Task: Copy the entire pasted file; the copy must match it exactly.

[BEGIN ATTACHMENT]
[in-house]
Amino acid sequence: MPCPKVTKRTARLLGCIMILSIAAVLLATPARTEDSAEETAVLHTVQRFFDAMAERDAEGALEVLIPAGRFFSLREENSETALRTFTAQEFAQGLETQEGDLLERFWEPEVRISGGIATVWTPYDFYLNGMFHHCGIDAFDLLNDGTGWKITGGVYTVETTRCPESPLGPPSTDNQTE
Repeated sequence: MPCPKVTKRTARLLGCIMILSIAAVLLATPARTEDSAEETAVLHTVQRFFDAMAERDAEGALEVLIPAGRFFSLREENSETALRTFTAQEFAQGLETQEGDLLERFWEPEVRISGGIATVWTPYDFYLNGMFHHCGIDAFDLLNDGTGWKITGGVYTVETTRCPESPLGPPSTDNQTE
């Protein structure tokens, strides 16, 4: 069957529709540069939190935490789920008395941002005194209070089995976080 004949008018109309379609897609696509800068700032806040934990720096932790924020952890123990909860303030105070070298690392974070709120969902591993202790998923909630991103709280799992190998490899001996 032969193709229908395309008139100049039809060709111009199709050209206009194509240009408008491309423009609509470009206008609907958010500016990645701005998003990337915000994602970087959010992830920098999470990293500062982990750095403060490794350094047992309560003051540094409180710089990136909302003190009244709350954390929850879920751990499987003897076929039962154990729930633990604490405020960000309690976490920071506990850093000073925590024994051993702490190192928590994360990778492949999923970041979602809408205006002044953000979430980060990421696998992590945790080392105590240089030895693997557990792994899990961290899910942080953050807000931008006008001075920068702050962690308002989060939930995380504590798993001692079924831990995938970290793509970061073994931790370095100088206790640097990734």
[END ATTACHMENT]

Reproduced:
[in-house]
Amino acid sequence: MPCPKVTKRTARLLGCIMILSIAAVLLATPARTEDSAEETAVLHTVQRFFDAMAERDAEGALEVLIPAGRFFSLREENSETALRTFTAQEFAQGLETQEGDLLERFWEPEVRISGGIATVWTPYDFYLNGMFHHCGIDAFDLLNDGTGWKITGGVYTVETTRCPESPLGPPSTDNQTE
Repeated sequence: MPCPKVTKRTARLLGCIMILSIAAVLLATPARTEDSAEETAVLHTVQRFFDAMAERDAEGALEVLIPAGRFFSLREENSETALRTFTAQEFAQGLETQEGDLLERFWEPEVRISGGIATVWTPYDFYLNGMFHHCGIDAFDLLNDGTGWKITGGVYTVETTRCPESPLGPPSTDNQTE
């Protein structure tokens, strides 16, 4: 069957529709540069939190935490789920008395941002005194209070089995976080 004949008018109309379609897609696509800068700032806040934990720096932790924020952890123990909860303030105070070298690392974070709120969902591993202790998923909630991103709280799992190998490899001996 032969193709229908395309008139100049039809060709111009199709050209206009194509240009408008491309423009609509470009206008609907958010500016990645701005998003990337915000994602970087959010992830920098999470990293500062982990750095403060490794350094047992309560003051540094409180710089990136909302003190009244709350954390929850879920751990499987003897076929039962154990729930633990604490405020960000309690976490920071506990850093000073925590024994051993702490190192928590994360990778492949999923970041979602809408205006002044953000979430980060990421696998992590945790080392105590240089030895693997557990792994899990961290899910942080953050807000931008006008001075920068702050962690308002989060939930995380504590798993001692079924831990995938970290793509970061073994931790370095100088206790640097990734």